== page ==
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Manuale di archivistica ecclesiastica. Firenze: Giunti. Bonanno M. Gli archivi parrocchiali delle diocesi di Pistoia e Pescia. In Angiolini E. Gli archivi parrocchiali: organizzazione, gestione, fruizione e ricerca storica. Atti dei convegni di Fiorano Modenese 4 settembre e di Ravenna 5 ottobre pp.

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Lucca: Archivio Storico Diocesano. Archivio Storico Diocesano di Lucca: i documenti altomedievali. In Unesco. Memory of the World. Catalogo della mostra Lucca, Palazzo Guinigi, marzo pp. Lucca: Maria Pacini Fazzi Editore. Disegnare Lucca. Concioni G. Il patrimonio documentario della Chiesa di Lucca. Firenze: Sismel Edizioni del Galluzzo.

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Archiva Ecclesiae, 15, De Gramatica M. Galoppini L. Mercanti toscani e Bruges nel tardo Medioevo. Pisa: Plus-Pisa University Press. Geltner G. Ghilarducci G. Lucca: Scuola Tipografica Artigianelli. Ghialrducci G. Giusti M. Lucca archivistica. In Lucca archivistica storica economica. Roma: Il Centro di ricerca editore. Goez E. Hannover: Hahnsche Buchhandlug. Guidi P. Roma: Istituto Storico Italiano per il Medioevo. Lamioni C.

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Dizionario di erudizione storico-ecclesiastica da S. Pietro sino ai nostri giorni. Venezia: Tipografia Emiliana.

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Pontifical Commission for the Cultural Heritage of the Church The pastoral function of church archives. Bologna: Edizioni Dehoniane Bologna. And secondly, what might the results of doing so lead us to wonder about the category of declamation itself? I propose that the extension is indeed a fruitful one, but may only really work well — in the current state of our material, and on the Greek side of things at least — if we abandon too close a focus on declamation stricto sensu in favour of a larger category of epideictic.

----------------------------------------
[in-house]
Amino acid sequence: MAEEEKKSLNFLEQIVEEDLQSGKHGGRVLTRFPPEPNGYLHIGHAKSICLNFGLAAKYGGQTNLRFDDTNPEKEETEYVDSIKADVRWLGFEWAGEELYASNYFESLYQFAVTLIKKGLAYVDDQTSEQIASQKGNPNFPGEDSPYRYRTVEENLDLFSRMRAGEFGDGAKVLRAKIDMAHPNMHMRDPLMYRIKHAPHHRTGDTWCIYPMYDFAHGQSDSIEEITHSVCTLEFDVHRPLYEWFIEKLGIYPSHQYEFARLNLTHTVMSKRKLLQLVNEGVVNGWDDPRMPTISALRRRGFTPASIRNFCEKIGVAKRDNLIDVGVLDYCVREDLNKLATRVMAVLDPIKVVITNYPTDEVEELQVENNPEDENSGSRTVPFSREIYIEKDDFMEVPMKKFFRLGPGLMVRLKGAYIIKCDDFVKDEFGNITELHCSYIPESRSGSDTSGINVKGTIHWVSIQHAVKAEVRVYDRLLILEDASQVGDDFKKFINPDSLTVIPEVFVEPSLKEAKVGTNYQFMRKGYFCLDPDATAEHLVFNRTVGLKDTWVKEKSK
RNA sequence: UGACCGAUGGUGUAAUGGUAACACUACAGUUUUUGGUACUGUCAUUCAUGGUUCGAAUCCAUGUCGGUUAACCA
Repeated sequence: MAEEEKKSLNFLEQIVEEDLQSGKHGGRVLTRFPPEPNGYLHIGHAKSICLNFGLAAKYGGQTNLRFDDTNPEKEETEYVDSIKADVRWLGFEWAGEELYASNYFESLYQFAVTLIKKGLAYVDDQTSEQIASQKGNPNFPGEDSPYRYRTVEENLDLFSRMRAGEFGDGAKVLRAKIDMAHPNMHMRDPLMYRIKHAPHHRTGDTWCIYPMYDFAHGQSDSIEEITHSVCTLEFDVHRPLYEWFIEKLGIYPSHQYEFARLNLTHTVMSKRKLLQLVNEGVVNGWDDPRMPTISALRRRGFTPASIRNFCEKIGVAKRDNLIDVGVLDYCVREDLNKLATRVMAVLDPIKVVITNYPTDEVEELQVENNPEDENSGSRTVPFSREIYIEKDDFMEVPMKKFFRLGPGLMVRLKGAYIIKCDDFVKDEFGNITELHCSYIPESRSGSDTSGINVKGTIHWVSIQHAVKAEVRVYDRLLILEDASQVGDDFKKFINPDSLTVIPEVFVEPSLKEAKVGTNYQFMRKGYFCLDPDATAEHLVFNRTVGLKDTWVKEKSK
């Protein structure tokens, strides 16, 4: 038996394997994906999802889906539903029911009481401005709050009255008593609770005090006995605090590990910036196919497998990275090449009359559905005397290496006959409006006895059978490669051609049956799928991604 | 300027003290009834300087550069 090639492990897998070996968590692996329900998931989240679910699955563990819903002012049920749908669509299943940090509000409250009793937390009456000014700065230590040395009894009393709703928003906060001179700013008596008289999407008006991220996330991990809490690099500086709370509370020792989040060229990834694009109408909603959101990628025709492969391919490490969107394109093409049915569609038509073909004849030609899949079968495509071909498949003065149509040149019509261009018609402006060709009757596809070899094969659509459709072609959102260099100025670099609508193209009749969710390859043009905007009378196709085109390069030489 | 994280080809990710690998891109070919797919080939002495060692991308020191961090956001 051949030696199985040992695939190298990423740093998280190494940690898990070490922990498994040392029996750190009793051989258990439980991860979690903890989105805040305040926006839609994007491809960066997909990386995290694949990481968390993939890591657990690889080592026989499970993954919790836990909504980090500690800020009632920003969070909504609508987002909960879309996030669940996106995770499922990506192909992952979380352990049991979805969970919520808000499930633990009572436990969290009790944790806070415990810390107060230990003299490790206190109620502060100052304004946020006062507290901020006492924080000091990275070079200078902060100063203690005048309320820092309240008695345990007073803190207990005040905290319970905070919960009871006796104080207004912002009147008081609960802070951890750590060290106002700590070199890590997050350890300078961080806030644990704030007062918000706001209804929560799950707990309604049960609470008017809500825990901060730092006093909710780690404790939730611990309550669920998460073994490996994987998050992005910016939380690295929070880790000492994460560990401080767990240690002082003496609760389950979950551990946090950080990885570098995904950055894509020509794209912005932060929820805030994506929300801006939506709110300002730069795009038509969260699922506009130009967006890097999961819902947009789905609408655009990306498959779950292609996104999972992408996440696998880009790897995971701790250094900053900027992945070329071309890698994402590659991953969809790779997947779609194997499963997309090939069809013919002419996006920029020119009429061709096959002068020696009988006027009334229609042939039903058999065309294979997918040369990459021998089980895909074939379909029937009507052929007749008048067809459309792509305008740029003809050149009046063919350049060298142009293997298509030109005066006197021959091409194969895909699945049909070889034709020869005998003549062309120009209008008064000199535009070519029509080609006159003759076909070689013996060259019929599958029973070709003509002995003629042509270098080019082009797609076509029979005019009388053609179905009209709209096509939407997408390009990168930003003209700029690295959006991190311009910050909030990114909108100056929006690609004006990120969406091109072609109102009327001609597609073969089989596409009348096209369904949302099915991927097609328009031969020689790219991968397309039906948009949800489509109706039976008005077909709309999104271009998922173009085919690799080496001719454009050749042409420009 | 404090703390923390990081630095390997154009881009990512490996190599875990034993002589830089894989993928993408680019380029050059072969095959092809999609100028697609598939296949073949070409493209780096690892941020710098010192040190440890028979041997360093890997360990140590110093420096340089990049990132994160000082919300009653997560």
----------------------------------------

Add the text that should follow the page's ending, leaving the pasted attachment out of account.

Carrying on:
All of these dutifully evoke the physical setting of Troy and the Greek camp at war, and the surrounding territory of Trojan allies, either still in action, or long since disposed of by the campaigns of Achilles. But none of this shows any spark or special twist; it is all straight out of Homer, demonstrating an easy familiarity with the classic text out of which the declamations are written, but without any very clear extra edge or value. His eight surviving introductory addresses — prolaliai or dialexeis — are rich in significant geographical reference: Olympia, Thebes, Athens, the River Po, Gaul, India All of which glamorizes the speaker as a man of international range, in travel as well as reference, and brings its audiences the exotic colour they counted on star speakers to provide.

But we do not know what any of these preludes was a prelude to — it need not for any of them have been a melete , as opposed to some other kind of epideictic performance. The forensic declamations of Sophistopolis regularly acknowledge their own court-room settings, but they do so perfunctorily, with no very vivid sense of the specifics of the location, or any very pointed play on them.